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Remembering the ‘Hebrew Hammer,’ Baseball Legend Hank Greenberg

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Hank Greenberg was the first Jewish player to be elected into the National baseball Hall of Fame in 1956 and also the first Jewish owner/general manager in 1954 when he took over the Cleveland Indians.
Hank Greenberg was the first Jewish player to be elected into the National baseball Hall of Fame in 1956 and also the first Jewish owner/general manager in 1954 when he took over the Cleveland Indians.

Hank Greenberg was the first Jewish player to be elected into the National baseball Hall of Fame in 1956 and also the first Jewish owner/general manager in 1954 when he took over the Cleveland Indians.

Hank Benjamin Greenberg was born 101 years ago to date on January 1st, 1911, in the Greenwich Village neighborhood of Manhattan to Romanian-born Jewish immigrant parents David and Sarah Greenberg. Hank, his brothers Ben and Joe, and Sister Lillian grew in the Bronx and attended James Monroe High School.

It was there when young Hank became an outstanding all-round athlete, and helped Monroe win the city Championship. Back in 1929 when Greenberg’s hometown team the New York Yankees tried recruiting him, he decided to turn down the Bronx Bombers offer and attend NYU for a year, after which he signed with the Detroit Tigers. Greenberg made his major league debut on September 14, 1930 at age 19, playing first base, in his first full season in 1933, he hit .301 and drove in 87 runs in 117 games.
He followed up his rookie season by hitting.339, leading the league in doubles and extra bases hits while helping the Tigers reach the World Series for the first time in 25 years, only to lose to the Cardinals in seven games. But it was that same season when Hank Greenberg put his Jewish religion before his career and was nicknamed “The Hebrew Hammer”. Late in the season, the Tigers first baseman attracted national attention by announcing that he would not play on September 10, which was Rosh Hashanah, nor 10 days later on Yom Kippur. His decision did not sit well with many baseball fans, and The Hammer discussed the matter with his rabbi and agreed to play on the New Year, but not the Day of Atonement. Greenberg started off his new year with in style by hitting two home runs in a 2-1 win over Boston on Rosh Hashanah, the next day’s Detroit’s Free Press ran the Hebrew lettering for “Happy New Year” across its front page.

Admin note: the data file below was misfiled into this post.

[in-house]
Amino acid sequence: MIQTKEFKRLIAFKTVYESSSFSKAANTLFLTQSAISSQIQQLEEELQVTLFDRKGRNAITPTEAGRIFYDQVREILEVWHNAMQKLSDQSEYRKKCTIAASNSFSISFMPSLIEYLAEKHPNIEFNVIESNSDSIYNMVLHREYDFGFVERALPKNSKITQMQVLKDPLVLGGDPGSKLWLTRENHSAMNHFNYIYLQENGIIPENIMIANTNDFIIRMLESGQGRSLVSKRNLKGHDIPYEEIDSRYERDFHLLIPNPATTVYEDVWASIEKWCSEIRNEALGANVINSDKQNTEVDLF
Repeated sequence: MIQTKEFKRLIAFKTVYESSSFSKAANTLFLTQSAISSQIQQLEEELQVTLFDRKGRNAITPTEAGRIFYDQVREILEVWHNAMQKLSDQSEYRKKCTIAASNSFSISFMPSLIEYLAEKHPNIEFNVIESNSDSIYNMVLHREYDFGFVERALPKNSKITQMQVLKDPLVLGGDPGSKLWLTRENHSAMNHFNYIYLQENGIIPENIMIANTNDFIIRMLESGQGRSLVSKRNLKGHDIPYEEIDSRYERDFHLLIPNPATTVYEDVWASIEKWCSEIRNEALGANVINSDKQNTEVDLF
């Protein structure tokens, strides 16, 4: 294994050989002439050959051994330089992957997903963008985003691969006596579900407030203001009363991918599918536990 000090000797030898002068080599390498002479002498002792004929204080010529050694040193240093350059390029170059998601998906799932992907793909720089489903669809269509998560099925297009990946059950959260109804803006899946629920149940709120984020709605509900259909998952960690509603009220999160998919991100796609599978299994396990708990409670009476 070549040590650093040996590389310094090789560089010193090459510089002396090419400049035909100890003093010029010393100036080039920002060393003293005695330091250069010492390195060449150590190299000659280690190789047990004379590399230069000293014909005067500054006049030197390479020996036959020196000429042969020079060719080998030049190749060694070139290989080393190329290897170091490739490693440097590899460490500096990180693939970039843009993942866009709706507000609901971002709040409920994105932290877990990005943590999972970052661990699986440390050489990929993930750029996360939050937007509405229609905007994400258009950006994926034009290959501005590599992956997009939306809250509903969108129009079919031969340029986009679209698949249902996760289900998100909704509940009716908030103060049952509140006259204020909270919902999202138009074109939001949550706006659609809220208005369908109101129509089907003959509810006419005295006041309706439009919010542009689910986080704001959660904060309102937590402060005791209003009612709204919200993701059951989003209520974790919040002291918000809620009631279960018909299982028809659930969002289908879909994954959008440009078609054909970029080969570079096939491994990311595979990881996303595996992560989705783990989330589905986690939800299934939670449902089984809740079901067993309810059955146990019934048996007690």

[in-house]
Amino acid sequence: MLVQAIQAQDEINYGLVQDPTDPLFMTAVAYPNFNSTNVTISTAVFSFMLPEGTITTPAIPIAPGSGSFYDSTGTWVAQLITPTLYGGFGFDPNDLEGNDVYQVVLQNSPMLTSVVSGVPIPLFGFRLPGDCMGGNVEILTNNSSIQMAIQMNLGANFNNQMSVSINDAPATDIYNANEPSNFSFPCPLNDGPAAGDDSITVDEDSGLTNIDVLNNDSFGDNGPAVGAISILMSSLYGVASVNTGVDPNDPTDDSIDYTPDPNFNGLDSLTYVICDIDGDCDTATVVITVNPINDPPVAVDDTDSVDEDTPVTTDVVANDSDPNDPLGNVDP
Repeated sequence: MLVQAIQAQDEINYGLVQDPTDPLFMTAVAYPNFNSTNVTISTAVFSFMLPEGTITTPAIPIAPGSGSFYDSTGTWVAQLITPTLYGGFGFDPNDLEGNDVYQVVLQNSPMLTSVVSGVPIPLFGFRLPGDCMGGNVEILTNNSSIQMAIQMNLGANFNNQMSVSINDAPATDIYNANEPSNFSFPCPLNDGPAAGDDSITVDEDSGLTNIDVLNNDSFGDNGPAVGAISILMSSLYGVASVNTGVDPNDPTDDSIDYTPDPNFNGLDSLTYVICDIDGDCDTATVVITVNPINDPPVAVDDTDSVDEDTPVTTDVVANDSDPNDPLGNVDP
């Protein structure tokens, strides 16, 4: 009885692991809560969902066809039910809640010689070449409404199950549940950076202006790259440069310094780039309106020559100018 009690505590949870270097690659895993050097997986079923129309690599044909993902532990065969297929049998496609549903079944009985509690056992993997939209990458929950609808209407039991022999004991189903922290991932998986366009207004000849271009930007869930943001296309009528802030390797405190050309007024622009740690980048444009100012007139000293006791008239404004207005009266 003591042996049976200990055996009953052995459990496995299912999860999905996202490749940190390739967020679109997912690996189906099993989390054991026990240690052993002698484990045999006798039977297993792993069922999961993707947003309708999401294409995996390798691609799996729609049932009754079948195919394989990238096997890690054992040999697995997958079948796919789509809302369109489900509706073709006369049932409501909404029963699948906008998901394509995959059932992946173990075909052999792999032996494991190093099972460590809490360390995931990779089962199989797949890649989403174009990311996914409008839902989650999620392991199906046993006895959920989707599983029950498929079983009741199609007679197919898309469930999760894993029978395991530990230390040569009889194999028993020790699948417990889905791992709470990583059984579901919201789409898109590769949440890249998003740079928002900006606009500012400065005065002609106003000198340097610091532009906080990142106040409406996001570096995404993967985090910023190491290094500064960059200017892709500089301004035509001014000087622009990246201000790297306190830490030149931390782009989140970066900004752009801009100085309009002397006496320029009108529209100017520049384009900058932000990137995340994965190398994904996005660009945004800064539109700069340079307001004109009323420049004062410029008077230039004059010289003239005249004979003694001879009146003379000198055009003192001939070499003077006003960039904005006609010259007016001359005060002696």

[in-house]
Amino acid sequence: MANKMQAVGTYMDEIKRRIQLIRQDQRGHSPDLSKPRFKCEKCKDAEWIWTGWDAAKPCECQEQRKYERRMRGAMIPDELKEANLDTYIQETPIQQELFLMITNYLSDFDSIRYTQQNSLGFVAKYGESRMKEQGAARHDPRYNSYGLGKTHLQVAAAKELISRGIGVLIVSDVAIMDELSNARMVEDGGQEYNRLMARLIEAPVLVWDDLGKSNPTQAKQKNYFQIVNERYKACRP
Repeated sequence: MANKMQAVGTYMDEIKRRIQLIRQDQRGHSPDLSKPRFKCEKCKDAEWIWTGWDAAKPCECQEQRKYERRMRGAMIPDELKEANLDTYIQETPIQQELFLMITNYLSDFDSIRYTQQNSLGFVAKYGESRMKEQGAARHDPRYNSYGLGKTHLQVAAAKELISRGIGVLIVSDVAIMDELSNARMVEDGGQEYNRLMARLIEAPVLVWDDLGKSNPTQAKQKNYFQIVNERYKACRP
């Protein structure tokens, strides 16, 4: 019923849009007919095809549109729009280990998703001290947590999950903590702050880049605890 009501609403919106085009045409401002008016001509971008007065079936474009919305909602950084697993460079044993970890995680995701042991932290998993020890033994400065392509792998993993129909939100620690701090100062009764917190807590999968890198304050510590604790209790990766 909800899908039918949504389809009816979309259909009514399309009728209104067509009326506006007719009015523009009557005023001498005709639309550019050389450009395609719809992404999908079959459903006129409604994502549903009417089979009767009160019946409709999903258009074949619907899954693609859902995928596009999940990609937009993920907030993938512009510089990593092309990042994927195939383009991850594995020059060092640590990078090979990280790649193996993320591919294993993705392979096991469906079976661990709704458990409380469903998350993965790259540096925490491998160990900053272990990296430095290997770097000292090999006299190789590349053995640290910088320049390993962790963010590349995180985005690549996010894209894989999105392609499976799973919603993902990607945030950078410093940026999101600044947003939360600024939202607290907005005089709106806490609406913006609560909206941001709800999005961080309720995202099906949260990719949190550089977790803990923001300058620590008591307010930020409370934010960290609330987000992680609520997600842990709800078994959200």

Greenberg put the controversial season behind him and had a career-making year in1935, when he led the league in RBI’s, total bases, and extra base hits. He was tied for the AL title in home runs with 36, was 2nd in the league in doubles, slugging percentage, and was 3rd in the league in triples, and runs scored. He also led the Tigers to their first ever World Series title in 1935. He was unanimously voted the AL’s MVP award, in a season in which he set a record which still stands today of 103 RBI’s at the All-Star break. As a prodigious home run hitter, Greenberg narrowly missed breaking the babe’s single-season home run record in 1938, when he was again voted to the All-Star team and hit 58 home runs, leading the league for the second time. That year, he set the major league record with 11 multi-homer games. After having been passed over for the All-Star team in 1935 and being left on the bench for the 1937 game, Greenberg refused to participate in the 1938 contest. Though that season, he homered in four consecutive at-bats over two games. He led the league in runs scored, and at-bats per home run, tied for the AL lead in walks, was second in RBI’s, slugging percentage, total bases, and third in OBP, and set a still-standing major league record of 39 homers in his home park. Greenberg also had a 59th home run wiped away in a rainout.
Greenberg took some time off from baseball to serve his country in World War II from 1941-1944. On July 1, 1945, “The Hebrew Hammer” returned to the majors and hit a home run in his first game back since being discharged. He made the All-Star team once again and helped the Tigers win the pennant with a clinching grand slam in the 9th inning of the of season finale in St.louis. The Tigers went on to beat the cubs in the 1945 World Series, Greenberg’s 2nd title. In 1947, after a lengthy salary dispute with the Tigers, Greenberg was traded to the Pittsburgh Pirates and became the first baseball player to earn over $80,000 in a season. 1947 was also Greenberg’s last year in the majors, he finished the season tied for the league lead in walks, on-base percentage, eighth in the league in home runs and tenth in slugging percentage.
Hank Greenberg was the first Jewish player to be elected into the National baseball Hall of Fame in 1956 after earning 86% of the votes and also the first Jewish owner/general manager in 1954 when he took over the Cleveland Indians. He had an astonishing nine-year major league career which was interrupted by the war he served in. During that span, he achieved two World Series Championships, 2 AL MVP awards, batted a .313 average, made the All-Star team five times, had his number, 5, retired by the Tigers, and served his country during the war.
But it was his decision to sit out a Yom Kippur game in 1934 that spoke volumes across the sports world. Ever since that gutsy decision, fellow Jewish baseball players like former Brooklyn Dodgers Superstar Sandy Koufax and NY Mets Shawn green, followed  in Greenberg’s foot steps by not playing on Yom Kippur. Many Jews from around the world have continued in Greenberg’s tracks, not just by playing professional sports, but also by owning, managing, coaching, legal representation, and over seeing all  sports operations and athletic activities on all levels today.

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